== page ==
ScienceBlogling Ed Yong asks a good question about scientific embargoes–the practice of giving reporters press releases about to-be-published research on the condition that they don’t publish before a certain date: “Does science journalism falter or flourish under embargo?”
Opponents of embargoes believe that the practice, to use Ed’s phrase, leads to shoddy ‘churnalism.’ But it’s not clear to me how one investigates published research.
First, most science journalists lack the expertise to criticize much of what they cover–it’s not that they’re stupid, but they’re not going to know more (most of the time) than the researchers in that field. Moreover, it’s not clear exactly how one could rigorously critique a paper one hasn’t seen yet (sometimes the paper isn’t even released ahead of time). Fundamentally, however, it’s just not clear what there is to investigate. This isn’t like a corrupt politician, or denying the use of torture. The paper will out there: anyone can comment on it.
This, to me, highlights one of the fundamental problems inherent in science journalism: covering research findings, unless it’s really shoddy science (which happens), is ‘churnalism.’ The only way it couldn’t be would be to write an informed critique of the work, and, heaven forbid, the best people to do that aren’t journalists, but working scientists in the field. They can do so formally, in journals, or informally (blogs, etc.). And as Ed notes, the public at large needs this translational filter (even if the filter doesn’t always work so well).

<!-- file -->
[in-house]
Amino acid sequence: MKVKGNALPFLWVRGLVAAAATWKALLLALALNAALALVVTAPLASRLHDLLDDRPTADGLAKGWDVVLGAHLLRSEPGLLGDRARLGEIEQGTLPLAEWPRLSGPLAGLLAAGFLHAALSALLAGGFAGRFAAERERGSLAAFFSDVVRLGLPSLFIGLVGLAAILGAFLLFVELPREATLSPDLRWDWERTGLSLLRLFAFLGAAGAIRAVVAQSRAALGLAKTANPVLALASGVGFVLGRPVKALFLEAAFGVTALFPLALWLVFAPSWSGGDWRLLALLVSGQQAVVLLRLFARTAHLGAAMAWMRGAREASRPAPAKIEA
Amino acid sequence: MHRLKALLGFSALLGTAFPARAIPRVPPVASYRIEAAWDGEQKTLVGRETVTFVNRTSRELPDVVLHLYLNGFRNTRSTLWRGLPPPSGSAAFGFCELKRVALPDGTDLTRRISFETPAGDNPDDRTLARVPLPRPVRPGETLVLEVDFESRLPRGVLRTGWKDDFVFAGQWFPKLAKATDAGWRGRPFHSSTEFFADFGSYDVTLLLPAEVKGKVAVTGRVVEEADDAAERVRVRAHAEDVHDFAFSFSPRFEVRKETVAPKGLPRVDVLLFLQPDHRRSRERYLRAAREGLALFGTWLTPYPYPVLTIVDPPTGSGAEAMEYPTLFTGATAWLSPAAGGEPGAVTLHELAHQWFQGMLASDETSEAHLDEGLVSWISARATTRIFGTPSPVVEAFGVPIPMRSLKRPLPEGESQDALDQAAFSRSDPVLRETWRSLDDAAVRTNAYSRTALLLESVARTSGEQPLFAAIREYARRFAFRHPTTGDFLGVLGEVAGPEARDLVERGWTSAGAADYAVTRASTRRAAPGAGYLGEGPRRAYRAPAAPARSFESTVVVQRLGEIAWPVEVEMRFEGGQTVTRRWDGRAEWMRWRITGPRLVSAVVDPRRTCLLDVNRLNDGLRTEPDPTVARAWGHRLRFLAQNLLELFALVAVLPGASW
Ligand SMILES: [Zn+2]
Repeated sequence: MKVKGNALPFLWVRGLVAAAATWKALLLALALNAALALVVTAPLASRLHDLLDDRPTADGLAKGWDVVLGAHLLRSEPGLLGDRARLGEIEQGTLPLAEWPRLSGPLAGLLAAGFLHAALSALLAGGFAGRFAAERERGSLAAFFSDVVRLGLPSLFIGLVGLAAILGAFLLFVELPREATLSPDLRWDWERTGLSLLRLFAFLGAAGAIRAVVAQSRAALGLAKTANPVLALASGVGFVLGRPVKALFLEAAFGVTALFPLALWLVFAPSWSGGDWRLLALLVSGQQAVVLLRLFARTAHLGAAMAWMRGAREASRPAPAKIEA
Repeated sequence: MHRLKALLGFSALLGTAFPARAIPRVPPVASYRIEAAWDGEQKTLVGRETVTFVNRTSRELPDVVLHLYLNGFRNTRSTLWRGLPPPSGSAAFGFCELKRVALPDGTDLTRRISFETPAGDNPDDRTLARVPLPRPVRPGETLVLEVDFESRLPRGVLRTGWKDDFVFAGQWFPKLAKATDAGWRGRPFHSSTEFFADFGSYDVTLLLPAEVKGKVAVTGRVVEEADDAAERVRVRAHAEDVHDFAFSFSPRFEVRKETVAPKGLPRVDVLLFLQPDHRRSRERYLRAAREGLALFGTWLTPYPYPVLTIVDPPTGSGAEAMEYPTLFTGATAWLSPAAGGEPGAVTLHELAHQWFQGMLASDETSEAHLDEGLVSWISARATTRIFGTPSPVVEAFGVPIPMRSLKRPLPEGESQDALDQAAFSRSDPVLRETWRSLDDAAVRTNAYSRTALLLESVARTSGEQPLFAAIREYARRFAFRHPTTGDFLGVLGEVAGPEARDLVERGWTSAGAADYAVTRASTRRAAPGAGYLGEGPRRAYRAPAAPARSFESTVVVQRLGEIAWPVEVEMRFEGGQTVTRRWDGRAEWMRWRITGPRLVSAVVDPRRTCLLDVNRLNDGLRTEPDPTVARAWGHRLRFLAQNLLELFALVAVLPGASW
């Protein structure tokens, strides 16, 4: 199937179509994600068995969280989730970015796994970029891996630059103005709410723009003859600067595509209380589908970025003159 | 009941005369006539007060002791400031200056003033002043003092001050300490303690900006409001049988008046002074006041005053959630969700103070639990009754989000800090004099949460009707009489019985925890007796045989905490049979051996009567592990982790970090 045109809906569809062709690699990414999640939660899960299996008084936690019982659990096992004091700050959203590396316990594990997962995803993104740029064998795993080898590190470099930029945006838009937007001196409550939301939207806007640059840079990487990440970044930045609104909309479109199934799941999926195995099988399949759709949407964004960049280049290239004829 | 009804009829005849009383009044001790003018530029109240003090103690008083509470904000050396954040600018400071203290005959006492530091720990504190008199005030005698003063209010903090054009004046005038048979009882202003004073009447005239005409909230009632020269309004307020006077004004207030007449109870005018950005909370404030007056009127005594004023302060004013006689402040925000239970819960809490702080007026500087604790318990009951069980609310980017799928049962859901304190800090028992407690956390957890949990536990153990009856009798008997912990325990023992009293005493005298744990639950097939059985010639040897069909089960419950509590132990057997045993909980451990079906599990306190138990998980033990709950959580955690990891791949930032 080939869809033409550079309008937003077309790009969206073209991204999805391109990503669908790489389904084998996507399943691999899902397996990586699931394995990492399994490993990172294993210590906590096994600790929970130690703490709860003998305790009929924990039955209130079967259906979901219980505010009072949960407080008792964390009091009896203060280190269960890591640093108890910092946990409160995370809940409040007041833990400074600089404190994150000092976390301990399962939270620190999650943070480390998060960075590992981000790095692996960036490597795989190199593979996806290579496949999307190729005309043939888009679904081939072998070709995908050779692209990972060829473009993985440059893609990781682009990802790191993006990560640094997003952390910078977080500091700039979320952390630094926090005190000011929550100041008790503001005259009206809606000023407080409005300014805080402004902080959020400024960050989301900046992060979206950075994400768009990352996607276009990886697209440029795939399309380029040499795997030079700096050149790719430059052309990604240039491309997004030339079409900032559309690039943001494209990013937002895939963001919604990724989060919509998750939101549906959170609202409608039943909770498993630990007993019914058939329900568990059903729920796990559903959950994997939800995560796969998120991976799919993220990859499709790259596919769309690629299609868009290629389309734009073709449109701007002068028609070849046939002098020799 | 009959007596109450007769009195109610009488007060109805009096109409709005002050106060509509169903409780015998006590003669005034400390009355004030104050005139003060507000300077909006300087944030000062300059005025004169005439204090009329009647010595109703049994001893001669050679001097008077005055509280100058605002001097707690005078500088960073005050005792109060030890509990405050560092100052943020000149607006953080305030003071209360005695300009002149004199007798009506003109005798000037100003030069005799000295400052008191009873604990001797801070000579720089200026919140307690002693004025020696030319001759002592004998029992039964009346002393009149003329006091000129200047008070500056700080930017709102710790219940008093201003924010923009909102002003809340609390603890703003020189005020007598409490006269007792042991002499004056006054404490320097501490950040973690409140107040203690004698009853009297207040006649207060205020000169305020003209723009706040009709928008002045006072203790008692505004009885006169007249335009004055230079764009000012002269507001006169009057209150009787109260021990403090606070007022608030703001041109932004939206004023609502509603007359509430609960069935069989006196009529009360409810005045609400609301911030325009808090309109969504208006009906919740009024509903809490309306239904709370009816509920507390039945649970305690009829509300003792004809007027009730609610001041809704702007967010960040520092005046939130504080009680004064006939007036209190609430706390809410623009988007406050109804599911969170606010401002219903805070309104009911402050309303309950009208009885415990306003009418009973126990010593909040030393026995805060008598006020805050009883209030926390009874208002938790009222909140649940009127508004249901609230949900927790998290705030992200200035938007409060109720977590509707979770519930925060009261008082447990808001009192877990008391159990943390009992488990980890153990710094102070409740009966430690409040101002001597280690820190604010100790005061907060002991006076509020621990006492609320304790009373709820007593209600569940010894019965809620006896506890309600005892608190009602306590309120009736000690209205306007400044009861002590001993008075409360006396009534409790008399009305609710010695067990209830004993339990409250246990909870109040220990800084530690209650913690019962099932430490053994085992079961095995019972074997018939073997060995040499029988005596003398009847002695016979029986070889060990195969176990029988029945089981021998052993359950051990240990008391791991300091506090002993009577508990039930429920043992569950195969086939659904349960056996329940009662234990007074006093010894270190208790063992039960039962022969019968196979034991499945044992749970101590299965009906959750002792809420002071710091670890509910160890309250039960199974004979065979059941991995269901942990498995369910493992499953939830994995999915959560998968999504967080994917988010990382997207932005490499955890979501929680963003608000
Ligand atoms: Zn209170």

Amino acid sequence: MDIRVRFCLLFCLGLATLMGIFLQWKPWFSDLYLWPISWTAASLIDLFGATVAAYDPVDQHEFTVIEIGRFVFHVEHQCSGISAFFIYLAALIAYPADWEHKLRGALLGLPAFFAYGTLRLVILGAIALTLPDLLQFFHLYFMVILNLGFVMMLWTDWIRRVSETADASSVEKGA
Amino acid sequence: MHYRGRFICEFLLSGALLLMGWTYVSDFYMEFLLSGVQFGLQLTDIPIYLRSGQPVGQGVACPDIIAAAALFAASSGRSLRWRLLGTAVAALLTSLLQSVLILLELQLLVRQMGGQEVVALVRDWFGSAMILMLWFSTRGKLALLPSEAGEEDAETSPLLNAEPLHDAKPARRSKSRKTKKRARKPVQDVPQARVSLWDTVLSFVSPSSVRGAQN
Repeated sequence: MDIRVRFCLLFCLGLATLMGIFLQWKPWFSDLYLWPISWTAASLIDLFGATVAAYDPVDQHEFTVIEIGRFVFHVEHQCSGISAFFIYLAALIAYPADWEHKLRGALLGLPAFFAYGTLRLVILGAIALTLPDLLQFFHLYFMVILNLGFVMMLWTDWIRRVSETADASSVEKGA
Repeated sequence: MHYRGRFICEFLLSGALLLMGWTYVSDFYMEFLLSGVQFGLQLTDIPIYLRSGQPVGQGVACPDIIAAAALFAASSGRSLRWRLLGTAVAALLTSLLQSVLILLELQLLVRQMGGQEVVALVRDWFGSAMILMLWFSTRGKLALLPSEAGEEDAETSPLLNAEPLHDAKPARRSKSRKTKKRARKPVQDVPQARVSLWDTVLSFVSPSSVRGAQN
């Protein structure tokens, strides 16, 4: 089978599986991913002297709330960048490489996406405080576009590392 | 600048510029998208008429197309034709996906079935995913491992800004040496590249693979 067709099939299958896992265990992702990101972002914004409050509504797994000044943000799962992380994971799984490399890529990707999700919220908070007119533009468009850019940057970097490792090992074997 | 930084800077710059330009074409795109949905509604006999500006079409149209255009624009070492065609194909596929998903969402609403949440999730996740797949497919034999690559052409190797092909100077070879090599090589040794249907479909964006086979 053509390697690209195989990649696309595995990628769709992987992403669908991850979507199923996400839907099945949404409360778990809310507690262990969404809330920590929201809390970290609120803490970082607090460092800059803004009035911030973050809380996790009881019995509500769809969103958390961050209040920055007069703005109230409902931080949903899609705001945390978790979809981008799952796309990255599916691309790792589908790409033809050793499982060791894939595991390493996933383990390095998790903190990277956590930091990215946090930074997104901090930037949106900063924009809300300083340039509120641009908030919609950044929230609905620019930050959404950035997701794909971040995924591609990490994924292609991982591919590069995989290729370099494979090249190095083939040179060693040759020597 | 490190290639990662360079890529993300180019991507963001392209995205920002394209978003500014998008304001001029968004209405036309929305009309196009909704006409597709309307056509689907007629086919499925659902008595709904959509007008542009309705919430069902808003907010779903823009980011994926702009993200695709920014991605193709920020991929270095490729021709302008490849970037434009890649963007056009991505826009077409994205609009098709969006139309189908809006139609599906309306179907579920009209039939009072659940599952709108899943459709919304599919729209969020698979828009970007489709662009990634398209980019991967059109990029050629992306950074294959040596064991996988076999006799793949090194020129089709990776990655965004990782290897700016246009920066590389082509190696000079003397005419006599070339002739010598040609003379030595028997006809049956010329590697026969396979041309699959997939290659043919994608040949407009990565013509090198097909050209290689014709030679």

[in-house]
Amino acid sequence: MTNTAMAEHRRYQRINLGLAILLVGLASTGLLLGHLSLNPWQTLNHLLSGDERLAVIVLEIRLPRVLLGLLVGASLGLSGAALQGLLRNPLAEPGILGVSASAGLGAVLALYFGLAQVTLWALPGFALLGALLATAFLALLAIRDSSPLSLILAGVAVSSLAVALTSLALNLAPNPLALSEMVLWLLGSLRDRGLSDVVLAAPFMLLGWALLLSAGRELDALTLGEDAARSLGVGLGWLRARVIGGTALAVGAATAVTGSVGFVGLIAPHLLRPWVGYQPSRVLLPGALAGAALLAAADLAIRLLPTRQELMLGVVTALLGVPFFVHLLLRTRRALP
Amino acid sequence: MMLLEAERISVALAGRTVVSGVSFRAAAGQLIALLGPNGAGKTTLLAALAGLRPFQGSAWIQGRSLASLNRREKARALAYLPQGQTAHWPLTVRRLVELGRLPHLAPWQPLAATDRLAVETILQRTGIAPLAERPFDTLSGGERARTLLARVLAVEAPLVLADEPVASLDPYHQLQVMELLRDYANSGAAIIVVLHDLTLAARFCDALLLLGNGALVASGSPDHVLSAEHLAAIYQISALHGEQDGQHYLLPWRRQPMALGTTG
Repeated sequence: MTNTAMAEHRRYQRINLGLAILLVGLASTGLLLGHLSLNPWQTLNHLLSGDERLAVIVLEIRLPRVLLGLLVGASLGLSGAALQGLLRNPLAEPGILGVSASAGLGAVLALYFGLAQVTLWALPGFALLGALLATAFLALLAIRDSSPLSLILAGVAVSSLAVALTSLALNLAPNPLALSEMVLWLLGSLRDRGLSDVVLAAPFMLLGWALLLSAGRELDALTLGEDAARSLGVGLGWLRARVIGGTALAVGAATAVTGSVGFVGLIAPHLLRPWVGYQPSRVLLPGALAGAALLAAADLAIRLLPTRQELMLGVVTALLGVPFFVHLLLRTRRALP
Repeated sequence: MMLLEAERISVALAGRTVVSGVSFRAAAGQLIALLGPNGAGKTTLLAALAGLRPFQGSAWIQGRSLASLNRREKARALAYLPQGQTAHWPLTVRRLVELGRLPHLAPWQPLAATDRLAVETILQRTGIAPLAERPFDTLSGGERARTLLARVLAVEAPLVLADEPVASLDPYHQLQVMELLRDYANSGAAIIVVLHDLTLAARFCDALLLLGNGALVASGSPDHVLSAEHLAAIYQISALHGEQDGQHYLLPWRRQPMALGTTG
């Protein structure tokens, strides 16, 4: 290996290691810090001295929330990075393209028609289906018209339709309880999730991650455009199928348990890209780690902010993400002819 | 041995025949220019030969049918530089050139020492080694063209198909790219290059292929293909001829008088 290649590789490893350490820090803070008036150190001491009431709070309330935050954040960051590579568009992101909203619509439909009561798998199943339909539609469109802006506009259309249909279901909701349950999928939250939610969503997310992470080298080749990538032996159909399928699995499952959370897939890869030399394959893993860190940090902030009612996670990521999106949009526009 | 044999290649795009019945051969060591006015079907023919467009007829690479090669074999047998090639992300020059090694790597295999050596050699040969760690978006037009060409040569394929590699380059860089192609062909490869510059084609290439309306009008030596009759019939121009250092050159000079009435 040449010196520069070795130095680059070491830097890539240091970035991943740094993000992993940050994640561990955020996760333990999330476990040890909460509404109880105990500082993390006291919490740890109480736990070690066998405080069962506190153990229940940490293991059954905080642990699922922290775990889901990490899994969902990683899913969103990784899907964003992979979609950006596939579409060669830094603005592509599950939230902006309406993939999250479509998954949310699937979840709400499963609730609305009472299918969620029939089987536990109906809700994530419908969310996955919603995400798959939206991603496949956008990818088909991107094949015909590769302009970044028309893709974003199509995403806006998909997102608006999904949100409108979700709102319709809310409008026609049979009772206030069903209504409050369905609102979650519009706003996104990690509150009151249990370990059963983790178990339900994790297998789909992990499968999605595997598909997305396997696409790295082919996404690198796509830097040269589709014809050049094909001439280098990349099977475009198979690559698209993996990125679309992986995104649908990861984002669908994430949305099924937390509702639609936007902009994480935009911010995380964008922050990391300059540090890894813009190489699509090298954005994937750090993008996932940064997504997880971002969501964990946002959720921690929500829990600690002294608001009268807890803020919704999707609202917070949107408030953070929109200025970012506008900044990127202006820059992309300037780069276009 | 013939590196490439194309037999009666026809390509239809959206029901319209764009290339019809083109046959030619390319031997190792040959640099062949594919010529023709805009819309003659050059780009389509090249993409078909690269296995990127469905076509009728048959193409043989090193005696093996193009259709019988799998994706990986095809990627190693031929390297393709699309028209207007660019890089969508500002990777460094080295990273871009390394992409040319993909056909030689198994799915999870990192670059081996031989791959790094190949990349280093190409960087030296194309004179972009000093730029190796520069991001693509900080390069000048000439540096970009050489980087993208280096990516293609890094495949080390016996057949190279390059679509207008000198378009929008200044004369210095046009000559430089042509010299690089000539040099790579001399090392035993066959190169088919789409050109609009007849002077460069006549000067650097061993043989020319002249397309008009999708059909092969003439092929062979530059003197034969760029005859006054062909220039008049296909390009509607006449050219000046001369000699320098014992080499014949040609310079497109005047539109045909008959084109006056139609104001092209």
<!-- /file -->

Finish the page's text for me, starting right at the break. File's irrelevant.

Sadly, there are many areas in science that would benefit from investigative journalism:
- How are proposals really funded? As I’ve noted before, there is never a detailed article about how things get funded–only vague generalities. Compare that to the attention to detail found in political reporting.
- Are grants and funded projects meeting their goals? If not, why not?
- What are the priorities of the funding agencies and the sections within the funding agencies? Are the funded projects addressing those goals? Hell, most working scientists would like to know that.
These are just a few areas where an enterprising investigative journalist could make his or her mark. But a published paper?